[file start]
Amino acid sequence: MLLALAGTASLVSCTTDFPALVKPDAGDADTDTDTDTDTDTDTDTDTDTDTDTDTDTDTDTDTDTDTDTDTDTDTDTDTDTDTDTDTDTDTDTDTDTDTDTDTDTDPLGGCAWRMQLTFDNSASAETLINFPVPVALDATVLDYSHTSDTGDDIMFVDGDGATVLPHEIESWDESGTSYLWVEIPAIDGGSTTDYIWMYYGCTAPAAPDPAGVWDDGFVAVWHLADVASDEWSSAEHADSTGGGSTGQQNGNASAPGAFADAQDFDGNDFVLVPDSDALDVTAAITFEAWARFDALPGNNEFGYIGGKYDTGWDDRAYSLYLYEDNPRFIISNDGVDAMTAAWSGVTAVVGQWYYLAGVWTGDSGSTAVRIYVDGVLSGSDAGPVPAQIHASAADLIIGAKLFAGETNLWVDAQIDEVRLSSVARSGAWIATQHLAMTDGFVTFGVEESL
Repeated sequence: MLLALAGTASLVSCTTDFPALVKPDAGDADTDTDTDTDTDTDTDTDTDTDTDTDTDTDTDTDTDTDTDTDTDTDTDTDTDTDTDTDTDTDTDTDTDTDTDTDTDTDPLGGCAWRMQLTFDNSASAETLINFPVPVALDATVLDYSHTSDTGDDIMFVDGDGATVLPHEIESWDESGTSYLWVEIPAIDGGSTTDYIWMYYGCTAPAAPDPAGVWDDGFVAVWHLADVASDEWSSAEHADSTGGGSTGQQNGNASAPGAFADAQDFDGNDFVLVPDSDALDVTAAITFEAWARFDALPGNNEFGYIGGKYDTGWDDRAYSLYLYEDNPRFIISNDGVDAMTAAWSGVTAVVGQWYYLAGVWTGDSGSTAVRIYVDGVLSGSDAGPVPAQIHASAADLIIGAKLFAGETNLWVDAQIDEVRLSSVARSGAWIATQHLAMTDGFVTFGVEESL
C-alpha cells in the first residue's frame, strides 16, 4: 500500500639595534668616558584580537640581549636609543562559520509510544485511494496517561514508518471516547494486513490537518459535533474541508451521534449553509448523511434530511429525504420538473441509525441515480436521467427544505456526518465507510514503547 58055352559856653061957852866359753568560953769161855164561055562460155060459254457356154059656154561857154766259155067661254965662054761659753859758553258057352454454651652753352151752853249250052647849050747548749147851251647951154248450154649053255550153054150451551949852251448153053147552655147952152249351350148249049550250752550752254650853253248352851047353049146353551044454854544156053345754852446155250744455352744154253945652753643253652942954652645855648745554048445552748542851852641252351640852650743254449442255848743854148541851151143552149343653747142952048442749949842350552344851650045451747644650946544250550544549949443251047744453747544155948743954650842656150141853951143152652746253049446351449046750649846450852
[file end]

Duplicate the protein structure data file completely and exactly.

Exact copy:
Amino acid sequence: MLLALAGTASLVSCTTDFPALVKPDAGDADTDTDTDTDTDTDTDTDTDTDTDTDTDTDTDTDTDTDTDTDTDTDTDTDTDTDTDTDTDTDTDTDTDTDTDTDTDTDPLGGCAWRMQLTFDNSASAETLINFPVPVALDATVLDYSHTSDTGDDIMFVDGDGATVLPHEIESWDESGTSYLWVEIPAIDGGSTTDYIWMYYGCTAPAAPDPAGVWDDGFVAVWHLADVASDEWSSAEHADSTGGGSTGQQNGNASAPGAFADAQDFDGNDFVLVPDSDALDVTAAITFEAWARFDALPGNNEFGYIGGKYDTGWDDRAYSLYLYEDNPRFIISNDGVDAMTAAWSGVTAVVGQWYYLAGVWTGDSGSTAVRIYVDGVLSGSDAGPVPAQIHASAADLIIGAKLFAGETNLWVDAQIDEVRLSSVARSGAWIATQHLAMTDGFVTFGVEESL
Repeated sequence: MLLALAGTASLVSCTTDFPALVKPDAGDADTDTDTDTDTDTDTDTDTDTDTDTDTDTDTDTDTDTDTDTDTDTDTDTDTDTDTDTDTDTDTDTDTDTDTDTDTDTDPLGGCAWRMQLTFDNSASAETLINFPVPVALDATVLDYSHTSDTGDDIMFVDGDGATVLPHEIESWDESGTSYLWVEIPAIDGGSTTDYIWMYYGCTAPAAPDPAGVWDDGFVAVWHLADVASDEWSSAEHADSTGGGSTGQQNGNASAPGAFADAQDFDGNDFVLVPDSDALDVTAAITFEAWARFDALPGNNEFGYIGGKYDTGWDDRAYSLYLYEDNPRFIISNDGVDAMTAAWSGVTAVVGQWYYLAGVWTGDSGSTAVRIYVDGVLSGSDAGPVPAQIHASAADLIIGAKLFAGETNLWVDAQIDEVRLSSVARSGAWIATQHLAMTDGFVTFGVEESL
C-alpha cells in the first residue's frame, strides 16, 4: 500500500639595534668616558584580537640581549636609543562559520509510544485511494496517561514508518471516547494486513490537518459535533474541508451521534449553509448523511434530511429525504420538473441509525441515480436521467427544505456526518465507510514503547 58055352559856653061957852866359753568560953769161855164561055562460155060459254457356154059656154561857154766259155067661254965662054761659753859758553258057352454454651652753352151752853249250052647849050747548749147851251647951154248450154649053255550153054150451551949852251448153053147552655147952152249351350148249049550250752550752254650853253248352851047353049146353551044454854544156053345754852446155250744455352744154253945652753643253652942954652645855648745554048445552748542851852641252351640852650743254449442255848743854148541851151143552149343653747142952048442749949842350552344851650045451747644650946544250550544549949443251047744453747544155948743954650842656150141853951143152652746253049446351449046750649846450852